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Book Reviews
By Mary Zellachild

Growing Food in a Hotter Drier Land

The Grafter's Handbook
by R.J. Garner (Chelsea Green, 2013).

This book was first published in 1947.This is its sixth edition, revised and updated by horticulturist Steven Bradley after the death of R.J. Garner. A review of an earlier edition by The Guardian states: "Mr. Garner almost certainly knows more about vegetative propagation of tree and bush fruit than any man on earth; and what is more to the purpose, he knows how to convey his knowledge clearly in word and line." This is a serious book for dedicated students and professional grafters, with a thorough coverage of the subject. Photos and line drawings clearly illustrate techniques and tools being discussed. A glossary at the beginning is useful for unfamiliar terminology.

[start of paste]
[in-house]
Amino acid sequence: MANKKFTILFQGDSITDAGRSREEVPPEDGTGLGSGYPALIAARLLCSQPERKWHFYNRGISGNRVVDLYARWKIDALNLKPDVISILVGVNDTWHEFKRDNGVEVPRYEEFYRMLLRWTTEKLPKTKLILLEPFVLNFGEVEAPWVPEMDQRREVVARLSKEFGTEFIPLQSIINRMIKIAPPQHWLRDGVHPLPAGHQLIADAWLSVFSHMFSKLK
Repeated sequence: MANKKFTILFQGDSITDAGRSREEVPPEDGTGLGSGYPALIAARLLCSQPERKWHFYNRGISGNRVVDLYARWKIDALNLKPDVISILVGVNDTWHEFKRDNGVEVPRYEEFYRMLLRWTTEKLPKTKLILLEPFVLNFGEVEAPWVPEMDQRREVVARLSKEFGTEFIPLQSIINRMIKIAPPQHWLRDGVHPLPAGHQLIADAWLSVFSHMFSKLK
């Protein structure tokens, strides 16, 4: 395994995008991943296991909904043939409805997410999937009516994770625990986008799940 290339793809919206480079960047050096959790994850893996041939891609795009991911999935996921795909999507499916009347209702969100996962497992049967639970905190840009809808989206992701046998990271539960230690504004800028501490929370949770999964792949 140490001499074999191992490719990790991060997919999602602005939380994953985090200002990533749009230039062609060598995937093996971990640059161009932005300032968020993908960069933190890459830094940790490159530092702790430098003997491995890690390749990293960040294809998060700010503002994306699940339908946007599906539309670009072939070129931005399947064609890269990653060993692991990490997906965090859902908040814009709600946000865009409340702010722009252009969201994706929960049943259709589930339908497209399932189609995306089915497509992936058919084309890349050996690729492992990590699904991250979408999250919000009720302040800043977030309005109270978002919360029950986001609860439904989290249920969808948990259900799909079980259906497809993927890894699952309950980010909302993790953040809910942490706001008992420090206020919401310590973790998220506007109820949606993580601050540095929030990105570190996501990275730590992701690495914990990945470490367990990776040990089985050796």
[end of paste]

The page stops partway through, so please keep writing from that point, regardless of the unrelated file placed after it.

Growing Food in a Hotter Drier LandParadise Lot: Two Plant Geeks, One-Tenth of an Acre and the Making of an Edible Garden Oasis in the City
by Eric Toensmeier with Jonathan Bates (Chelsea Green, 2013).

Available through Bountiful Gardens.

This is an enjoyable, interesting, and inspiring read. It's a tale of two Permaculture practitioners who set out to try their skills on a small urban lot with a newly built duplex, poor soil, and many unpromising features. Their goal is to create a garden that has food growing all year long, that they can browse and eat their way through. The book describes their work, plantings, successes, and failures year by year from 2000 to 2012. The two men are appealing as well as knowledgeable, and hold the reader's interest throughout the story. Not only do they succeed in their garden goal, but each finds a life companion along the way. The book is highly recommended. This reviewer was inspired to start to grow perennial food plants after reading it.


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